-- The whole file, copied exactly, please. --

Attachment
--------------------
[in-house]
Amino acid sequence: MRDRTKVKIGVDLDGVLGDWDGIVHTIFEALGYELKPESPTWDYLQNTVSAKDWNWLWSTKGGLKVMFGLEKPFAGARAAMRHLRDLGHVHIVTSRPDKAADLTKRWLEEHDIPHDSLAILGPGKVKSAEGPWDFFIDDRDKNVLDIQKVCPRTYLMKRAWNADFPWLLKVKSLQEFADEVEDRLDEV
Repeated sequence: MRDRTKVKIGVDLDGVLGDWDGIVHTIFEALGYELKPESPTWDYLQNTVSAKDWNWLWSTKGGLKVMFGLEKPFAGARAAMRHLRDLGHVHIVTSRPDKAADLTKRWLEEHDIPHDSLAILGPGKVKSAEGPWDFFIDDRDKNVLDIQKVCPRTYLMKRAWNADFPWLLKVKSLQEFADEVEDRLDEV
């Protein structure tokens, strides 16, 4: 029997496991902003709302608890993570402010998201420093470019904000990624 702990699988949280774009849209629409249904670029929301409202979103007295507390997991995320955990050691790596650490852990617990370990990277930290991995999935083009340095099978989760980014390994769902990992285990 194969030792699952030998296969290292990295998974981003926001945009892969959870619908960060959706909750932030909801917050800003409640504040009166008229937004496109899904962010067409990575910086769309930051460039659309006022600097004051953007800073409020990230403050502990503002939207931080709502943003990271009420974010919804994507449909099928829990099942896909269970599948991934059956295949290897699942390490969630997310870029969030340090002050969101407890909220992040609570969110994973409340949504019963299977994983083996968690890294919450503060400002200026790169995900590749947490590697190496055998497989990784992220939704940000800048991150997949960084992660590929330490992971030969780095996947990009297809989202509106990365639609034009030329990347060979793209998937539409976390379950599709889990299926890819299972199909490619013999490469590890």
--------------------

[in-house]
Amino acid sequence: MRDRTKVKIGVDLDGVLGDWDGIVHTIFEALGYELKPESPTWDYLQNTVSAKDWNWLWSTKGGLKVMFGLEKPFAGARAAMRHLRDLGHVHIVTSRPDKAADLTKRWLEEHDIPHDSLAILGPGKVKSAEGPWDFFIDDRDKNVLDIQKVCPRTYLMKRAWNADFPWLLKVKSLQEFADEVEDRLDEV
Repeated sequence: MRDRTKVKIGVDLDGVLGDWDGIVHTIFEALGYELKPESPTWDYLQNTVSAKDWNWLWSTKGGLKVMFGLEKPFAGARAAMRHLRDLGHVHIVTSRPDKAADLTKRWLEEHDIPHDSLAILGPGKVKSAEGPWDFFIDDRDKNVLDIQKVCPRTYLMKRAWNADFPWLLKVKSLQEFADEVEDRLDEV
């Protein structure tokens, strides 16, 4: 029997496991902003709302608890993570402010998201420093470019904000990624 702990699988949280774009849209629409249904670029929301409202979103007295507390997991995320955990050691790596650490852990617990370990990277930290991995999935083009340095099978989760980014390994769902990992285990 194969030792699952030998296969290292990295998974981003926001945009892969959870619908960060959706909750932030909801917050800003409640504040009166008229937004496109899904962010067409990575910086769309930051460039659309006022600097004051953007800073409020990230403050502990503002939207931080709502943003990271009420974010919804994507449909099928829990099942896909269970599948991934059956295949290897699942390490969630997310870029969030340090002050969101407890909220992040609570969110994973409340949504019963299977994983083996968690890294919450503060400002200026790169995900590749947490590697190496055998497989990784992220939704940000800048991150997949960084992660590929330490992971030969780095996947990009297809989202509106990365639609034009030329990347060979793209998937539409976390379950599709889990299926890819299972199909490619013999490469590890």